It was only a matter of time before those of us who love the beautiful game, were going to witness an England team humbled so badly as they were last night in new Zealand.
The cliche “men against boys” has never been so apparent and appropriate for describing what took place in 33.2 overs out of a 50 over a side match.
Yes that’s how long it took us to score 123 runs with New Zealand polishing that off in 12.2 overs.
Geoffrey Boycott One of Englands finest batsmen form past glories had this to say…
I love my cricket and have watched England play since I was a little boy living in London.
Back then we had a little black and white TV set but I knew all the players and the counties they played for.
Every player who played wore their hearts on their sleeve for their country, even though the game has moved on and become more professional I don’t see the same passion.
Our trouble is like the England football suffered from for years is, we stick with the same old guard for too long.
For me that breeds complacency
There is no way you can tell me that if a player KNOWS he wont be dropped – until it becomes ABSOLUTELY obvious he’s past his best – that a little hunger is lost somewhere deep inside him.
We have the talent in our country alongside football its our national sport, but what we don’t have are coaches who have the bottle to play that young hungry talent and give them their chance.
Doing it when the old guard have messed up and taken us to depths never reached before, then changing 4 or 5 players puts pressure on the youngsters and in some way helps justify their decisions of keeping the old guard in as long as they do.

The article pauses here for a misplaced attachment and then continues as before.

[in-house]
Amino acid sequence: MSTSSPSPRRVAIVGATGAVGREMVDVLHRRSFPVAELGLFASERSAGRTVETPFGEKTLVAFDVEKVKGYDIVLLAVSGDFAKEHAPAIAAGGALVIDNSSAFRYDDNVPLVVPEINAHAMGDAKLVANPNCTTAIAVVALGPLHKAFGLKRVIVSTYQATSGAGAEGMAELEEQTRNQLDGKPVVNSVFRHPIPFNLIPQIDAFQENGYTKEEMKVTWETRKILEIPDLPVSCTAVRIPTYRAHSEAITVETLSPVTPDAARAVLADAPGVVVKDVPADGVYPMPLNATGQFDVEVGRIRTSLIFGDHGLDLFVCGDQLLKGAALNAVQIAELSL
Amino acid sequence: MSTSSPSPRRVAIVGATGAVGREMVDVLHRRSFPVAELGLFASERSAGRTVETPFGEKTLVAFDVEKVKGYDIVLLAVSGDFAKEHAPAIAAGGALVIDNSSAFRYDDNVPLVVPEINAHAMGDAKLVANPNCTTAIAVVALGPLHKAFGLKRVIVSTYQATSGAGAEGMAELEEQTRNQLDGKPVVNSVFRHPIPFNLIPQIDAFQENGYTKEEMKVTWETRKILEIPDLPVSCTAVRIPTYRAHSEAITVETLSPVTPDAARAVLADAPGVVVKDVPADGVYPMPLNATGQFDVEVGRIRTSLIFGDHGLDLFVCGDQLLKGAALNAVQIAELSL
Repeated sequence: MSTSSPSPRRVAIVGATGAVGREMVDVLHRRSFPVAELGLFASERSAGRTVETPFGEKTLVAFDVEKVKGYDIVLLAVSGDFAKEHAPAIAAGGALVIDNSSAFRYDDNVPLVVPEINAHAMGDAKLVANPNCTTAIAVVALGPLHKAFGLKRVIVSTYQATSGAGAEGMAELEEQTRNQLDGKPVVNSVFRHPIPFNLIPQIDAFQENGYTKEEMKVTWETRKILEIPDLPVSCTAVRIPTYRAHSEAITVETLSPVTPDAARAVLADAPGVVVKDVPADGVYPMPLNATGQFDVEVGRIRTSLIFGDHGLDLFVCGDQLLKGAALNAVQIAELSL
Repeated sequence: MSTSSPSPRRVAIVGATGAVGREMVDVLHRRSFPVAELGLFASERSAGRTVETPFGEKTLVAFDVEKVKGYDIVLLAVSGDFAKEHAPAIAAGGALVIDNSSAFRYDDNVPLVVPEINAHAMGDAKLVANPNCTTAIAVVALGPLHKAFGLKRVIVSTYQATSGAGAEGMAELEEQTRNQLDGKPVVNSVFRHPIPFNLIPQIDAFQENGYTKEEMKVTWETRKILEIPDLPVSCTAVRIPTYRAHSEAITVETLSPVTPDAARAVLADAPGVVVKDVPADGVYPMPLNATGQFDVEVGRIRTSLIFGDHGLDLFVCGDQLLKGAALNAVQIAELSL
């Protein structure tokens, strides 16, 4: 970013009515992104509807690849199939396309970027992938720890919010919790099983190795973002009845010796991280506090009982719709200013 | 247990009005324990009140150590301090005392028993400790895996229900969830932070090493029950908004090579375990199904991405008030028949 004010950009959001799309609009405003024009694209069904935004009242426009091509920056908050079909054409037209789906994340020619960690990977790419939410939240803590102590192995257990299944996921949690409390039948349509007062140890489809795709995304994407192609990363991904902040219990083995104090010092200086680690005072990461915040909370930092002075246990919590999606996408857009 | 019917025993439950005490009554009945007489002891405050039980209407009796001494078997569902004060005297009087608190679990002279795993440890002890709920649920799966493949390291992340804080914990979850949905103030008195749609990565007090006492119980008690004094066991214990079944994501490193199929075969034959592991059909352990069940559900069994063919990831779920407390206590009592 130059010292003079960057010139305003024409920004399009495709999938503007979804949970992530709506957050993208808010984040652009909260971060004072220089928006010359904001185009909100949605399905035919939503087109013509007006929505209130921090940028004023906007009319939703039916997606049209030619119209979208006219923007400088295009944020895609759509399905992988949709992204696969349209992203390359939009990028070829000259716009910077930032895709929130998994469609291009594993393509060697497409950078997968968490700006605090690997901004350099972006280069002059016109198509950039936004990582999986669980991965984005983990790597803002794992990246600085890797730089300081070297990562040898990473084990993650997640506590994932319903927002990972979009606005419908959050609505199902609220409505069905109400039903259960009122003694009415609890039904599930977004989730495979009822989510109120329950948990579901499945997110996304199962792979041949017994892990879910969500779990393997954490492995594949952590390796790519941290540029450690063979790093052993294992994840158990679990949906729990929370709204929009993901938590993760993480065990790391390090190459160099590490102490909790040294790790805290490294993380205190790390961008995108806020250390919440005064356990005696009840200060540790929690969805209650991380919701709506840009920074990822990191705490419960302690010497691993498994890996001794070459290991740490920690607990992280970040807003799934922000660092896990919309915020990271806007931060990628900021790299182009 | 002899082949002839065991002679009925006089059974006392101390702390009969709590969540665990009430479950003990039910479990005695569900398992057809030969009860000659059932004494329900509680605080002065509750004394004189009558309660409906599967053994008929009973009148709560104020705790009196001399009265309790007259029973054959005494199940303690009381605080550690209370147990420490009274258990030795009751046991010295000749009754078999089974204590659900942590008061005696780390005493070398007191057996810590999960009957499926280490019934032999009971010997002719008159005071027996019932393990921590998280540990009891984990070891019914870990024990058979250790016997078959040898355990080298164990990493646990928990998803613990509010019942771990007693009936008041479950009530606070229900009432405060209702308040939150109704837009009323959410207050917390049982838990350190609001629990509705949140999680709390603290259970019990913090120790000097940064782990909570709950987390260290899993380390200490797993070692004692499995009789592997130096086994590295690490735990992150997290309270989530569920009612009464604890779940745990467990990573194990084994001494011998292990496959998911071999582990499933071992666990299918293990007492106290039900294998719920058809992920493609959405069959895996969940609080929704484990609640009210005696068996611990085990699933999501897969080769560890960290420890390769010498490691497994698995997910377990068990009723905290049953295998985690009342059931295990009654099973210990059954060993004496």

Jonathan Agnew ex player now well respected cricket correspondent had this to say…
“That was the most one-sided one-day international between Test-playing nations that I can remember seeing. It was almost too bad to put into words. To be bowled out for 123 and then see that chased down in 12.2 overs is extremely chastening for Eoin Morgan’s side.”
As long as the English cricket establishment go on sticking their heads in the sand, ignoring specialist one day batsmen who we have in abundance sat at home watching and who can knock it out of the park, we will continue getting our arses kicked.
That would have a serious adverse affect on all the youngsters who watch the game and one day hope to make the step up to play at the professional level and their country.
Cricket has moved on, no longer is a run a ball acceptable – can’t they see that?
Maybe the time has come for me to find another sport to follow, one that has professionals chosen on merit and not favouritism.
I hope not.